Friday, December 02, 2005

Sled dogs

That last post obviously didn't have anything to do with sled dogs. But sled dogs are on my mind this winter. It always happens when there is snow on the ground. This time last year I began my first sled dog runs with my new team. Now the key members of that team are in Alaska with Clint Warnke. Who knows if they will ever race? Jack, Fir and Doppler, each had their draw backs as sled dogs. Otherwise I wouldn't have gotten them. Still, they were some amazing dogs. I think having a small team, allowed me more time to bring out their leadership skills. One thing I learned is that buying a pre-trained leader is somewhat of a myth. Its a handy myth for selling a lead dog, but in reality, it seems to me that dogs lead for their masters. They lead based on the bond that has developed with their master through the training. I never got any of my "lead dogs" that I bought to consistently lead for me.

And when I gave my dogs back to Karen Land after I got divorced they no doubt were not then lead dogs for her. They had far less miles on them than her other dogs and they were used to leading a six dog team not sixteen. A six dog team of racing culls and retirees. So they were sold back to Clint Warnke, who had originally bred them.
But they without a doubt knew Gee from Haw and how to hold out a line. I think their greatest gift to me is the coinfidence of knowing I can train my own lead dogs. Although I only had them a short while, I will never forget this team.

Jack, I think had the most potential. He looks a lot like Joe Runyans famous lead dog "Furlin." He is a medium sized dog, with a thick wolf colorored coat and rippling muscles. Karen Land's mentor, Terry Adkins, a bit of a lengend himself, showed an interest in the dog after I returned him to Karen. But Jack has this annoying habit of getting so excited at hook up that it is nearly impossible to put his harness on. As a small time recreational musher, I simply thought it was funny and a bit annoying. I tried to work on him and break the habit. My solution seemed a bit counter intuitive. I hooked him up first and trained him to hold out the line and began training him to lead. It was the only thing that could channel his boundless enthusiasm.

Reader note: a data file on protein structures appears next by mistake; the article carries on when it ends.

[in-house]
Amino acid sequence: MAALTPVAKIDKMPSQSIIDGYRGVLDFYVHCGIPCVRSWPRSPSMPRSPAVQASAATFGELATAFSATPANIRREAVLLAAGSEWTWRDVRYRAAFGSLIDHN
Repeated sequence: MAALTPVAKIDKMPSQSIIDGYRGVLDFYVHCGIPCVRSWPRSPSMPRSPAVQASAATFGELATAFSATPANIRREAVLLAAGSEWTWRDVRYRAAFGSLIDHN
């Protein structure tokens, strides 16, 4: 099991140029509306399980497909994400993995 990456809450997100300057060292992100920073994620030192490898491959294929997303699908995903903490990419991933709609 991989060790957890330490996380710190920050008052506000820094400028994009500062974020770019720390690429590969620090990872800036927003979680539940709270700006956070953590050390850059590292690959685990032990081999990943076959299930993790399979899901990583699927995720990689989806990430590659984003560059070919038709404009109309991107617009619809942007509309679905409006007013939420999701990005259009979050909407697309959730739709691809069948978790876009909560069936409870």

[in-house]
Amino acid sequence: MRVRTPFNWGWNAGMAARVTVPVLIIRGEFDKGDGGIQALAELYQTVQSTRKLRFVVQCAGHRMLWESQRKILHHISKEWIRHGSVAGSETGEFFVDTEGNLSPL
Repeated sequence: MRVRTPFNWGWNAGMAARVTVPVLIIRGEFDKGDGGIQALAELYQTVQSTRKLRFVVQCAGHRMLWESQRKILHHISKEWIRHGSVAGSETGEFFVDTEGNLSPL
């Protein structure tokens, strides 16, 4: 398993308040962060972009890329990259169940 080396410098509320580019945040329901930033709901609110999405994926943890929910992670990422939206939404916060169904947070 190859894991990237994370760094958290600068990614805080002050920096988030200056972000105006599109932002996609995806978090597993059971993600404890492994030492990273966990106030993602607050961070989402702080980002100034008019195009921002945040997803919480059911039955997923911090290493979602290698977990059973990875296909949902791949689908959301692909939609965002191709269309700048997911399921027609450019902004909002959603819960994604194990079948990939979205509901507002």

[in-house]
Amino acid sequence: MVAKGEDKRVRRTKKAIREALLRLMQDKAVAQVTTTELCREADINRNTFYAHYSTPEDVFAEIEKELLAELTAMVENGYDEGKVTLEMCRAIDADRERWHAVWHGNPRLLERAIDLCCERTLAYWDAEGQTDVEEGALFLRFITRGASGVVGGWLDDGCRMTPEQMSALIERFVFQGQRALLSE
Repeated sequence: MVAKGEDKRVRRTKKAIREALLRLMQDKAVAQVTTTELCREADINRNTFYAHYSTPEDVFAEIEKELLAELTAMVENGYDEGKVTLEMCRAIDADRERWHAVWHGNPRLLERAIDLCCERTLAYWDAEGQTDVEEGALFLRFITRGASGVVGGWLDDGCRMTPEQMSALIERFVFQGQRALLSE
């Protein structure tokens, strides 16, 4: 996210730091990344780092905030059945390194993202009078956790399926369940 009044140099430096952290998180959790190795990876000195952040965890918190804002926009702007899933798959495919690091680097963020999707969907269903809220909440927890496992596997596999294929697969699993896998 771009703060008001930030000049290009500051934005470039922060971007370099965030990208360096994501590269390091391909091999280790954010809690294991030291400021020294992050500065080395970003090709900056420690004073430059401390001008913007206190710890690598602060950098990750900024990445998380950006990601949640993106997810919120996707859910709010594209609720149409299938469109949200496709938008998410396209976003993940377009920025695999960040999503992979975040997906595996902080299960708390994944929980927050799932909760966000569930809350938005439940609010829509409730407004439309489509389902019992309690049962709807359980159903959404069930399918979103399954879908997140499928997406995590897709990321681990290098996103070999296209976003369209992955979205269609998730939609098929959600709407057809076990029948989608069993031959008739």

But to a serious racer with several dozen dogs and not a lot of time to waste, its no laughing matter apparently. So Terry, neutered Jack, to prevent this annoying habit of being passed on, and gave him back to Karen, who sold him to Clint.

Who knows if I will ever see him again? Maybe he will find his way to the iditarod. In my opinion he is a great sled dog. I miss him quite a bit.


Anonymous k9_niseko said...

hi how are you!
good sledding today.

this picture dog is lool like my dog .
she is hybrit walf.

January 18, 2006 at 7:04 PM  
Blogger George Forgan-Smith said...

Interesting... I am still looking for a great alaskan malamute breeders do you know of directory or something?

March 31, 2006 at 6:45 PM  
Blogger George Forgan-Smith said...

Gee I didn't think of that. Have you seen Darksky Kennels where I got my new pup from?

May 2, 2006 at 3:20 AM  

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